Amélie The Musical will transfer to London’s The Other Palace from 29 November 2019 to 1 February 2020 (press night is 3 December), following its current UK tour and its season premiere at the Watermill in Newbury in April.
Amelie is a slick, clever and hugely appealing production which reveals the heart of the original in a way which the initial Broadway production did not, if the clips of the latter are to be believed.
Amelie The Musical oozes Gallic charm from Daniel Messé’s evocative music to the enchanting performance of its luminous star, Audrey Brisson.
As sweet-sharp as a diabolo grenadine, Amélie the Musical has lost none of its inimitable charm as it gears up for a considerable UK tour.
The cult French film Amélie has been on a long journey to get to the UK and it’s finally set down here for a shortbread-box-sweet tour which captures the whimsy and delight of the film wonderfully.
A sensational adaptation of the film, Amélie the Musical completely captures my heart – see it now at the Watermill Theatre and then touring across the UK.
Amelie is a magical show; with puppets, flying lampshades, a singing gnome and terrifying figs. I couldn’t fault it, and judging from the audience reaction, they couldn’t either.
French-Canadian stage and screen star Audrey Brisson will play the iconic altruist Amélie Poulain in the UK stage premiere of Amélie The Musical, an adaptation of the much-loved 2001 award-winning film.
What is a national theatre for? You’d be forgiven for answering ‘complaining about’ given the amount of sniping regularly aimed at the institution. But with the launch of Public Acts, the National Theatre’s new national initiative, you feel that they’ve alighted on the answer.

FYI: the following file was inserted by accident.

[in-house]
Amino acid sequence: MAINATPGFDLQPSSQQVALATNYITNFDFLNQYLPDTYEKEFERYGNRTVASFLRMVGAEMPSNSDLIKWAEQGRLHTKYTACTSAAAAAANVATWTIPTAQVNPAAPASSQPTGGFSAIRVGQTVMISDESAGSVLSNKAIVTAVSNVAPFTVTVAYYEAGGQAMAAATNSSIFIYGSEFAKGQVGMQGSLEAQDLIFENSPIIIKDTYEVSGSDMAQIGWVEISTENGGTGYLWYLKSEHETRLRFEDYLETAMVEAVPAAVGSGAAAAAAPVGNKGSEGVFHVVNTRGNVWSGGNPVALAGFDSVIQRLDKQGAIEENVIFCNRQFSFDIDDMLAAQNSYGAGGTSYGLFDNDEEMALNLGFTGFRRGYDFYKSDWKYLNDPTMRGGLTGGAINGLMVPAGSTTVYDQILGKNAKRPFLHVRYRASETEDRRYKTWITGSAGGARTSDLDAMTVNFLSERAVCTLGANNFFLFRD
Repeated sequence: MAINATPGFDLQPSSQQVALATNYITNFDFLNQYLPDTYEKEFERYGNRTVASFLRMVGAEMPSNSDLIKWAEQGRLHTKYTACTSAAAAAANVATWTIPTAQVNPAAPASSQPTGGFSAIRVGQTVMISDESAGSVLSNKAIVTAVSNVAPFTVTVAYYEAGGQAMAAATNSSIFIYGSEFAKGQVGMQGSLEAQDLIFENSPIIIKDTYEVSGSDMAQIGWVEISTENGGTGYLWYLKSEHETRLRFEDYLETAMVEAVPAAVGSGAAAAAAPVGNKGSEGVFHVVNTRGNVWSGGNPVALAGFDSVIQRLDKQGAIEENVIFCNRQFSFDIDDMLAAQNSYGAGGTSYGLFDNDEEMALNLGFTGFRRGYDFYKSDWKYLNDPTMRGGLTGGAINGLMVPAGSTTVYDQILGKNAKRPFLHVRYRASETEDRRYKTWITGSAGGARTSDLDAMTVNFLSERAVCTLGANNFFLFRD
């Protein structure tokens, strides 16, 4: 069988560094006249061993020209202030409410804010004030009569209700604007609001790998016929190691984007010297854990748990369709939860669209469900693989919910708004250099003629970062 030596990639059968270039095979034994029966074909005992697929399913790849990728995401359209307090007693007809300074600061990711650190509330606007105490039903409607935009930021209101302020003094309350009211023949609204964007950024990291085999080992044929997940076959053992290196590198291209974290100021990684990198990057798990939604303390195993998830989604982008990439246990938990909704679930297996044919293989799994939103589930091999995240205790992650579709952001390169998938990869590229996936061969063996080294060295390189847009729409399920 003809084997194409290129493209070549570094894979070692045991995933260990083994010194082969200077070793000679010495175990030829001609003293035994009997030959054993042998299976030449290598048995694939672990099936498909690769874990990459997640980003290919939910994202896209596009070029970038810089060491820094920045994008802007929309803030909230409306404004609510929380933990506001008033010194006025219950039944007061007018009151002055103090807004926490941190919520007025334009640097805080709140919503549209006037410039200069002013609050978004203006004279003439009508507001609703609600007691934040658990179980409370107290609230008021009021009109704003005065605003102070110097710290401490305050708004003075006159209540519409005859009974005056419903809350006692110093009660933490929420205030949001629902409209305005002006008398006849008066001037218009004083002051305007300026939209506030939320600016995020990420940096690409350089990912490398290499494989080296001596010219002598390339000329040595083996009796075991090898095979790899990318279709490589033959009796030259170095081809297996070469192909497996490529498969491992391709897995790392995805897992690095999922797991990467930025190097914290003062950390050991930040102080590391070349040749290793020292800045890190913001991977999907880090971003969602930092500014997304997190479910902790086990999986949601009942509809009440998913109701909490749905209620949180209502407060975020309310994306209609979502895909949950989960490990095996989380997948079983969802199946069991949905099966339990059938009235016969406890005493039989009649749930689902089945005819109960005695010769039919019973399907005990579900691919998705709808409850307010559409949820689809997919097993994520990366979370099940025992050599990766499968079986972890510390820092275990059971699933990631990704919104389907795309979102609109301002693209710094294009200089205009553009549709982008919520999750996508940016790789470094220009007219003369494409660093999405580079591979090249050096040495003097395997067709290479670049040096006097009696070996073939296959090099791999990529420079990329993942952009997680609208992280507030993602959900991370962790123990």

Any number of shows could have been included in this post; frankly it’s ludicrous that I decided to stick with my whole top 12 idea… As I’ve seen about 90 more individual shows than last year.
You know what time of year it is – so I’ve just been through my annual Mind the Advent countdown! As I’ve seen a personal best number of different shows this year, the sheer volume of actors (and performances) have really been stacking up and making my life difficult – in terms of summing up my favourites of the year, that is. So here is a bit of a sneak preview of what’s to come in my highlight posts…
Award-winning John Tiffany directs, bringing to life a show that has been in his thoughts for several years now – he’s joined on the team by long-standing collaborator Bob Crowley, as well as Toby Olié as puppet director.
No matter the weather, as you walk into the Lyttelton’s auditorium for Pinocchio, you’ll find that it is snowing. A simple trick but one that inspires just the right childlike wonder for an adaptation of such a popular fairytale.
This is a magical, heartwarming production which uses a variety of theatrical devices in the purest and most masterful way. I’d certainly urge you to get to the National to experience it for yourself and be reminded of the importance of love and family.
La Strada is definitely the musical which I have been most pleasantly surprised by so far this year. I am a fan of going into shows without looking them up first and I went into The Other Palace with no idea what to expect; thinking I was going to see a cabaret, vaudeville like circus show but that was absolutely not the case.
Most reviews of La Strada will doubtless start with a potted history of the film but I have to be entirely honest with you and say that despite its illustrious Oscar-winning status, it’s not one that has ever crossed my path.
Written by Carl Grose and directed by BOV AD Tom Morris, The Grinning Man is a deliciously dark fairytale of a show, sharing DNA with the likes of Kneehigh and The Light Princess in its theatrical playfulness and musical complexity.